Q & A: Drummer and Teacher, Jim Donovan
Jim Donovan was the drummer for the popular alternative band Rusted Root and has since worked on other live performance projects, such as the Drum the Ecstatic International Tour. He also leads drum workshops across the country and teaches percussion at Saint Francis University in Loretto, Penn.
Why is the drum so popular?
It's one of those kinds of instruments where you can get that immediate sense of accomplishment and satisfaction. You really don't need to spend 20 years studying technique to make a nice sound on a drum. Beyond that, there's this whole aspect of being able to play with other people and giving the individual an experience that's very community oriented. And I think that the energy and the enjoyment that people get from that is one of the biggest attractions to the drum.
Could you define a drum circle?
Some will be called a community drum circle, where there's not a whole lot of structure. Sometimes there's a facilitator that will kind of direct the group gently without giving them real specific direction. Most of the events I do involve a combination of an actual class where I teach technique. Some people do strictly traditional African drumming. There are people who do it just as therapy that are not culturally based. It's not just a bunch of people with long hair around a fire . . . .
How is drumming used as therapy?
They've done some pretty amazing research about the connection of group drumming, group musical activity, and its ability not only to relieve stress, but also in helping to increase immune system [function] and general states of well-being. The study they did was with cancer patients. They were able to deduce that, using the protocol they had developed, they were able to increase the level of immune system [function] in their cancer patients. I wouldn't go as far as saying drumming is curing cancer, but it's giving people another tool to use on their path.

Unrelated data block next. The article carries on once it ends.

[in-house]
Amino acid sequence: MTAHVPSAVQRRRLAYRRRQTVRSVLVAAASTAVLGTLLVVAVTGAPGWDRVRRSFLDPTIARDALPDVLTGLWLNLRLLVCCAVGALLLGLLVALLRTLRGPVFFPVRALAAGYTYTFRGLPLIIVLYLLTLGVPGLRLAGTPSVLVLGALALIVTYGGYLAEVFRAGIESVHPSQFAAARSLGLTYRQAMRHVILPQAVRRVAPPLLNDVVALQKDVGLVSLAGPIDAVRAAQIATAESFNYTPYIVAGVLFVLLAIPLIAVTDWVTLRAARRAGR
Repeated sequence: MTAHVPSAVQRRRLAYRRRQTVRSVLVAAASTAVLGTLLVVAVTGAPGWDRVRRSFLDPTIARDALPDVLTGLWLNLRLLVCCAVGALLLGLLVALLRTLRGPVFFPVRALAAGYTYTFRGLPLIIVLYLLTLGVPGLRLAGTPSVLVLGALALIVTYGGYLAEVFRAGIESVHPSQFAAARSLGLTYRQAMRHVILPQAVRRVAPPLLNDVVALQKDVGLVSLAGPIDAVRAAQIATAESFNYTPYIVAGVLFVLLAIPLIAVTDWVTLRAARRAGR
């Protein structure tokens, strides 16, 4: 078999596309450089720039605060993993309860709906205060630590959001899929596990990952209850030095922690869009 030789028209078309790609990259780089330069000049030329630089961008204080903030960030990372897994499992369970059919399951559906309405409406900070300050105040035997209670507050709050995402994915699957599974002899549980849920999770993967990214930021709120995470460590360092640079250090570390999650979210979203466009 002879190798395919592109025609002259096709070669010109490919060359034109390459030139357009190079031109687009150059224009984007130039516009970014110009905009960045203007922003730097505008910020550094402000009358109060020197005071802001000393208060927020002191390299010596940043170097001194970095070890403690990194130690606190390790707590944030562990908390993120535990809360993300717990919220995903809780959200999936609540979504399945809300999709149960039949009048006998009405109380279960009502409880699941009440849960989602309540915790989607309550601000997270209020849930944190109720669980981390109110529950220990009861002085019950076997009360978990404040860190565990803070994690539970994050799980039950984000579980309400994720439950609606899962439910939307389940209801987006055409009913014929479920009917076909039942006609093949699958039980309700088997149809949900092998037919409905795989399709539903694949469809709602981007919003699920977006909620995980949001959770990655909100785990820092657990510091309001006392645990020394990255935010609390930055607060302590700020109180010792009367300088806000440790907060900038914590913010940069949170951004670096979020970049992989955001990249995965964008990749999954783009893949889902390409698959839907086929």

What kind of drum circles do you lead?
I try to provide a nice blend of not only the cultural information, but the conceptual pieces about how you can relate playing with other people to how you work with other people in everyday life – at your job, or with family. We talk a lot about relaxation. We talk a lot about how to be present when you play, which is the opposite of multi-tasking.
Where did drumming originate?
If you look at nearly any indigenous culture around the globe, you'll find a drum or some sort of percussion instrument at the heart of the culture. Africa is special because there are so many different subcultures of styles and types of drums, so it tends to be very rich on the drumming side. Not to mention that the rhythm can be incredibly complex and beautiful. There's also quite a bit in Asia and India, South America and a lot of the drumming that went to the Caribbean and South America originated in Africa and was brought over during the time of slavery.
When did drum circles become popular in the United States?
In probably the last 12 years, there's been a really large surge in group hand-drumming. The only reason I could pinpoint is that there are a few individuals who really put a lot of energy and work into getting drums into peoples' hands. There's a gentleman named Arthur Hull who is from California and taught at the university at Santa Cruz. He was really at the forefront of bringing group drumming to a large number of people in North America. Baba Tunde Ulatungi who came from Nigeria back in the 1950s is probably one of the main people who is responsible for bringing drumming to everyday people.
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